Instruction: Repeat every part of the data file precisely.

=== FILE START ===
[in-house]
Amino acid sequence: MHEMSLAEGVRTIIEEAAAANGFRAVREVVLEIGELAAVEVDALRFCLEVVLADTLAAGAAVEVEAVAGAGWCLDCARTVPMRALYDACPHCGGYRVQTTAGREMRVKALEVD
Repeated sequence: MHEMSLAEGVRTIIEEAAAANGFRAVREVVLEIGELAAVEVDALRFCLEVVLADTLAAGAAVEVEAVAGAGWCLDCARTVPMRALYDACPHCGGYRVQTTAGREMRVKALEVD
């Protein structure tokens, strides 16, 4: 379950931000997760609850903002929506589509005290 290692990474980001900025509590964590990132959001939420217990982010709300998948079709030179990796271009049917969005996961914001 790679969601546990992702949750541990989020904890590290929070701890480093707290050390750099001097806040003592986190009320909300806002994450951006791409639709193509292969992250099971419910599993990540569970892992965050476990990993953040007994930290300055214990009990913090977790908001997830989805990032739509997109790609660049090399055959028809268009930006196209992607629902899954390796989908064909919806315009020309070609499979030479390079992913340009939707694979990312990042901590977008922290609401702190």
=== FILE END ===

[in-house]
Amino acid sequence: MHEMSLAEGVRTIIEEAAAANGFRAVREVVLEIGELAAVEVDALRFCLEVVLADTLAAGAAVEVEAVAGAGWCLDCARTVPMRALYDACPHCGGYRVQTTAGREMRVKALEVD
Repeated sequence: MHEMSLAEGVRTIIEEAAAANGFRAVREVVLEIGELAAVEVDALRFCLEVVLADTLAAGAAVEVEAVAGAGWCLDCARTVPMRALYDACPHCGGYRVQTTAGREMRVKALEVD
């Protein structure tokens, strides 16, 4: 379950931000997760609850903002929506589509005290 290692990474980001900025509590964590990132959001939420217990982010709300998948079709030179990796271009049917969005996961914001 790679969601546990992702949750541990989020904890590290929070701890480093707290050390750099001097806040003592986190009320909300806002994450951006791409639709193509292969992250099971419910599993990540569970892992965050476990990993953040007994930290300055214990009990913090977790908001997830989805990032739509997109790609660049090399055959028809268009930006196209992607629902899954390796989908064909919806315009020309070609499979030479390079992913340009939707694979990312990042901590977008922290609401702190």